Percy Grainger (1882-1961) was a piano prodigy turned composer who was known for his strange personal habits, his colorful prose, and his equally unusual music – his many admirers today still recognize that he possessed “the supreme virtue of never being dull.”  Born in Australia, he began studying piano at an early age.  He came to the U. S. at the outbreak of World War I and enlisted as an Army bandsman, becoming an American citizen in 1918.  He went on to explore the frontiers of music with his idiosyncratic folk song settings, his lifelong advocacy for the saxophone, and his Free Music machines which predated electronic synthesizers.  His many masterworks for winds include Lincolnshire Posy, Irish Tune from County Derry, and Molly on the Shore.

Children’s March was written between 1916 and 1919, during the flurry of activity that produced several of Grainger’s miniature masterworks for winds.  The version for full band was premiered by the Goldman Band at Columbia University (yes, OUR Columbia University) in 1919.  As with most of his music, Grainger wrote and orchestrated Children’s March with a very specific vision, but also with a widely flexible instrumentation.  The piece could be played by ensembles as small as woodwind quintet with two pianos to those as large as a full symphonic band, or even a symphony orchestra (minus violins, violas, and cellos) without altering the existing parts.  While this flexibility is not unusual in Grainger’s work, two features the orchestration of Children’s March set it apart from his contemporaneous works.  First is the prominent inclusion of the piano, which was then unusual.  Second are the two 4-part vocal passages in the piece that are intended to be sung by the members of the band.  Furthermore, Children’s March is a rare instance of Grainger using original material.  Most of his other enduring works were based on existing folk melodies, but Grainger devised his own–possibly his most effective original tune–in this case.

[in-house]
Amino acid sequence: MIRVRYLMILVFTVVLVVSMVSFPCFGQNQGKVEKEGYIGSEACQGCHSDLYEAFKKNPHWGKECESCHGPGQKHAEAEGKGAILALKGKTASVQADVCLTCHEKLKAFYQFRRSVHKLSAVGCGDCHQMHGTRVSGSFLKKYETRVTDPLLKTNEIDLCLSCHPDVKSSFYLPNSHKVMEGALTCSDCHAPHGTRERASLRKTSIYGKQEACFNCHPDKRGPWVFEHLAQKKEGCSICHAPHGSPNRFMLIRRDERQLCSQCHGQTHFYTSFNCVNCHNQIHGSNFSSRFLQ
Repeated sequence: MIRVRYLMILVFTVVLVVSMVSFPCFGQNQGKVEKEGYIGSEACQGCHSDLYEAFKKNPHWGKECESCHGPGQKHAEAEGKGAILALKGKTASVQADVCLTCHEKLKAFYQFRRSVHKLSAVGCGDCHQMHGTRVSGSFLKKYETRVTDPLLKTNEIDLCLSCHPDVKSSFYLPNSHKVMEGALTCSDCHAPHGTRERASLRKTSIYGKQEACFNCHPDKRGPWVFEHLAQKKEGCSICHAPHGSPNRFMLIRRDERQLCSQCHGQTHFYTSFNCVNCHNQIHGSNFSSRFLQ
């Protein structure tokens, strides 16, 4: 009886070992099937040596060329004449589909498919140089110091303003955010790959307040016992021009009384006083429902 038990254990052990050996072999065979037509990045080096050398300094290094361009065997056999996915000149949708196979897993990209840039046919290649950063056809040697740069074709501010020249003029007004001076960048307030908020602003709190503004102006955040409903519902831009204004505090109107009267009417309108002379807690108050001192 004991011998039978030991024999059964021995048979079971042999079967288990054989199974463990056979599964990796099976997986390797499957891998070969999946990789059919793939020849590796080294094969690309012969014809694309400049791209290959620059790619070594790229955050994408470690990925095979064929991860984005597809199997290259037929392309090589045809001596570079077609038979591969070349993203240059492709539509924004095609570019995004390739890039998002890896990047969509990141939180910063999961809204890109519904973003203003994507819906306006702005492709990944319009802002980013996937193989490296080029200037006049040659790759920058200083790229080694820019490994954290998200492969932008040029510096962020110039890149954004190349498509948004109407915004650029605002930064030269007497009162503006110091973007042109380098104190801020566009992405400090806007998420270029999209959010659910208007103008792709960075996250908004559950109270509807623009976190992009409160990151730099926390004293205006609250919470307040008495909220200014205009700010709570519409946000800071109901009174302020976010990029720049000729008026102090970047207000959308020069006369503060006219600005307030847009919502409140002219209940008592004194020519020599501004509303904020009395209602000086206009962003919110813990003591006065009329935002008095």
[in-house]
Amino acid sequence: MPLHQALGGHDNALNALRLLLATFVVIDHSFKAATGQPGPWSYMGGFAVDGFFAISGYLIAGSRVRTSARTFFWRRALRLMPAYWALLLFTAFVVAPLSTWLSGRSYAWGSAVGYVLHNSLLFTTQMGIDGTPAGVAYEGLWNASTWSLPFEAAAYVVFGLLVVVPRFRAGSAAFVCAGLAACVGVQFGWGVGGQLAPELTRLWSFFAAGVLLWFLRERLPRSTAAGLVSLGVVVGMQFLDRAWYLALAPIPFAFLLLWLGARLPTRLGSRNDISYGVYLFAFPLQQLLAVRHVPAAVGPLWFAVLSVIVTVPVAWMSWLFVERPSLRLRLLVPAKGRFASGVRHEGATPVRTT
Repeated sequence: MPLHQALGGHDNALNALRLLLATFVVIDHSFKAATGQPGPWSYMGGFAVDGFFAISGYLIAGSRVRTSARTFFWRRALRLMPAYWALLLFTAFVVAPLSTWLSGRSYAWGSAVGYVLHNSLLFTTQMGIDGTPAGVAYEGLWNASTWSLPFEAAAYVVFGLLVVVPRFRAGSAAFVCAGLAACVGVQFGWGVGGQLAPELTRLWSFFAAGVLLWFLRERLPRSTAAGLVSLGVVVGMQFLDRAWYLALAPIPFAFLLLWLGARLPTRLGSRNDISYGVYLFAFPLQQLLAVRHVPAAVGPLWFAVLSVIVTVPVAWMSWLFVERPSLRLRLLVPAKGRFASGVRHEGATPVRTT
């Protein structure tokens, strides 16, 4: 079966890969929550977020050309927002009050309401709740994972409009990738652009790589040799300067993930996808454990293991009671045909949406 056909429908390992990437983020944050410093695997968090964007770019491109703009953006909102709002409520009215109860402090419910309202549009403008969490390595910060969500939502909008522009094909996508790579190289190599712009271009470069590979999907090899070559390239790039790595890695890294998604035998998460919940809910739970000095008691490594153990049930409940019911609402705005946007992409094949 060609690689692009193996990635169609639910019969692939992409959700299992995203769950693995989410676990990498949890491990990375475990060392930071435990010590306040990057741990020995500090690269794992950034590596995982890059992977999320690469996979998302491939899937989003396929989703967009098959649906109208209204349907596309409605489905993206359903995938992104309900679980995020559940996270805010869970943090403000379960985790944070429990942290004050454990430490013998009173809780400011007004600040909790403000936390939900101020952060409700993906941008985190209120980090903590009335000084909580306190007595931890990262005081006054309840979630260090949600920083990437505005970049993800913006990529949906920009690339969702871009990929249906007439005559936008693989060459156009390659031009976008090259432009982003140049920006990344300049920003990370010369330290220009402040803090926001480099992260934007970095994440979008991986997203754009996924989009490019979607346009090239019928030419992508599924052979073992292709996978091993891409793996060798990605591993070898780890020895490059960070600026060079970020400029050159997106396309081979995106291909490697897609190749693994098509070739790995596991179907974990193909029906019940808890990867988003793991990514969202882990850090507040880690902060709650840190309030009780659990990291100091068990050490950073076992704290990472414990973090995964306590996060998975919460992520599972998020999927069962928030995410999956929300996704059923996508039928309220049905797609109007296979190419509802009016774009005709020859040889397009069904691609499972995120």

These program notes from the Carson-Newman College bands elaborate on the instrumentation (and more) of Children’s March:

In Children’s March Grainger displays his quality skills for scoring in this light and carefree work. Scored for band in 1919, Children’s March had roots within a piano solo which Grainger had composed between 1916 and 1918. At the time it was rescored, Grainger was a member of the U.S. Coast Guard Artillery Band and, thus, the march reflects an orchestration to take advantage of that group’s instrumentation. In composition, Grainger was of the opinion that it is in the lower octaves of the band (and from the larger members of the reed families) that the greatest expressivity is to be looked for. Consequently we find in his Children’s March a more liberal and highly specialized use of such instruments as the bassoons, English horn, bass clarinet and the lower saxophones than is usual in writing for military band. The march was first performed by the renowned Goldman Band in 1919 and was also recorded in its original form by the same band with the composer conducting. It was dedicated to “my playmate beyond the hills,” believed to be Karen Holton, a Scandinavian beauty with whom the composer corresponded for eight years but would not marry because of his possessive mother’s jealousy.

Here is a magnificent performance of Children’s March on YouTube by the North Texas Wind Symphony.  Listen for the piano and vocals:

Percygrainger.com – much general information on the composer with a focus on his wind band works.

International Percy Grainger Society – Based in White Plains, NY, they take care of the Grainger house there as well as the archives that remain there.  They also like to support concerts in our area that feature Grainger’s music.

Grainger Museum – in his hometown of Melbourne, Australia, at the University there.

Grainger’s works and performances available at Naxos.com

 

To get an idea of Grainger the performer, here is a piano roll he recorded (live) of Edvard Grieg’s “Morning Mood” from Peer Gynt: